Worcestershire 218 for 5 (Mitchell 67, Kohler-Cadmore 63) beat Derbyshire 238 (Thakor 60, Barnard 3-37) by five wickets (D/L method)
Worcestershire have secured a home semi-final in the Royal London Cup with a five-wicket victory over Derbyshire with four overs to spare.
Despite the absence of three leading players – Moeen Ali, John Hastings and Joe Clarke – to international duty and injury, Worcestershire clinched their sixth win of the campaign (they have lost only once) to secure top spot in the North Group.
It gives them a decent chance of a first Lord’s final appearance since 2004. They last won a trophy there in 1994, though they also won the 40-over league in 2007.
To make their success all the more satisfying, it was achieved almost entirely through the efforts of their locally developed players. After Ed Barnard and Josh Tongue, aged 21 and 19 respectively, had claimed four wickets between them, Tom Kohler-Cadmore and Daryl Mitchell both contributed half-centuries to break the back of the run-chase.
Rhodes said: “It’s going to be a nice pay-day for the club and I’m very proud of what the team have done in finishing top of the group. We’re a small club and we like to play our young academy players. We don’t venture off too much with the non-English players and it’s a nice feeling to finish top.”
Perhaps most encouraging were the performances of Tongue and Kohler-Cadmore. Tongue, a young man who has been in the Worcestershire set-up for more than half his life, is blessed with height and natural pace – he is already the quickest bowler at the club – and looked to have an exciting future as he hurried batsmen and regularly hit high on the bat. He is certainly a man the England selectors will be watching closely.
Kohler-Cadmore, meanwhile, thumped his first ball for six – he skipped down the wicket and drove Ben Cotton over long-on – and soon repeated the stroke off both Cotton and Hardus Viljoen. Facially he looks remarkably like David Cameron, but the power with which he hit the ball and the presence he is beginning to show at the crease was just a little reminiscent of Graeme Hick. One pair of boundaries off Viljoen – a drive through extra-cover followed by a pull – were especially pleasing.
While he was not able to see his side home – he was brilliantly caught by Daryn Smit who was outstanding standing up to the stumps – and Viljoen precipitated a minor stutter, Ross Whiteley thrashed a straight six against his former club to see Worcestershire home.
While Clarke, who has a hamstring strain, is expected to return well before the semi-final dates (June 16 or 17), it remains to be seen if Hastings or Moeen are available. The final of the ICC Champions Trophy does not take place until June 18 so if either Australia or England are involved there is no chance they will be released. Perhaps Nathan Lyon was included here with one eye to the knock-out stages: players are only eligible if they have played in the group stages.
It was adversity that proved the making of this current Worcestershire side. At the end of 2009, with the club crippled financially and reeling from the departure of several of their best players (notably Steve Davies, Gareth Batty, Kabir Ali and Stephen Moore), the future looked grim.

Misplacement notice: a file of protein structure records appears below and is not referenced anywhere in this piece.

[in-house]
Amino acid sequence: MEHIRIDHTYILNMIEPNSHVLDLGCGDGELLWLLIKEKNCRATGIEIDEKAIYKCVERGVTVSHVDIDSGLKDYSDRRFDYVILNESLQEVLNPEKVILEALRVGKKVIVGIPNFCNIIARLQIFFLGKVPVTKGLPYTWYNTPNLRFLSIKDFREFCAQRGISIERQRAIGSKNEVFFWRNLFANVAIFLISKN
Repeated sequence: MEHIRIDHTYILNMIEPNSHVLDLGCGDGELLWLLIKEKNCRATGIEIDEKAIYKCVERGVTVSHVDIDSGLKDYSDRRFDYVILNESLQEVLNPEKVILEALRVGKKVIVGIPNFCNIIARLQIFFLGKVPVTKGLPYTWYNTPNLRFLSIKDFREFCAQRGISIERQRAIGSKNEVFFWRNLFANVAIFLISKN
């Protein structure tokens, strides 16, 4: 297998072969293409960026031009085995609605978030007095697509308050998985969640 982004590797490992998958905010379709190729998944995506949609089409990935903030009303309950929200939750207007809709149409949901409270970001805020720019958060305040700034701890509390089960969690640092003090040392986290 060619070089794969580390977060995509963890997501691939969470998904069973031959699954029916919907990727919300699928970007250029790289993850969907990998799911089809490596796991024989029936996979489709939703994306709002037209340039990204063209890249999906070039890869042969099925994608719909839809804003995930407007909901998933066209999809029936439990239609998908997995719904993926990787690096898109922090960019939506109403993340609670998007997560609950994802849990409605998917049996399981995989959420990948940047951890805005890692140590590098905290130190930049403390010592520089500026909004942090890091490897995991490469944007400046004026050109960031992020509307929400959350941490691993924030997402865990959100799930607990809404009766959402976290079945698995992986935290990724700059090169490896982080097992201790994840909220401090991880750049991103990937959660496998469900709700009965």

While some might have turned to the Kolpak market, the Worcestershire director of cricket, Steve Rhodes, resolved to redouble his efforts to uncover local talent. Mining the resources of local private schools – notably Malvern, Shrewsbury, Bromsgrove and Oakham – he also strengthened the relationships with neighbouring non-first-class counties – notably Shropshire – and was rewarded with a crop of outstanding young players that are the envy of many far better resourced clubs.
It is telling Worcestershire have beaten Yorkshire, Nottinghamshire and Warwickshire – all Test-hosting clubs – in this campaign. They will fear no-one in the semi-finals.
Keeping hold of such talented young players may prove problematic with Kohler-Cadmore the latest to gain the interest of Warwickshire. But wherever the likes of Clarke and Tonuge and Kohler-Cadmore end up playing, Worcestershire supporters can take pride in the seminal part their club has played in their emergence and satisfaction from the fact that they are contributing admirably to the general strength of the English game. Many clubs would do well to learn from them and they provide a reminder of what can be achieved if talent is identified, encouraged and given opportunity.
Derbyshire might feel a bit unfortunate after this match. Put in on what appeared to be a slightly tacky surface, they struggled to build momentum against an accurate seam attack (there were three maidens in the first 10 overs) in an innings that was interrupted by rain after 10.4 overs.
Shiv Thakor, especially impressive against the short ball, contributed an impressive half-century off 56 balls (all five of his boundaries at that stage were off Tongue) and Alex Hughes struck the spinners for three straight sixes, but from 147 for 3, Derbyshire lost their way against a disciplined attack and, in losing four for 22 just as they would have hoped to accelerate, were unable to set anything more than a par total.
It was not a perfect performance from Worcestershire, either. They dropped five chances in all – some of them fiendishly tough – but they are a side bursting with bowling options, who bat beyond the horizon and are playing with well-deserved confidence. They thoroughly deserve their place in the semi-finals.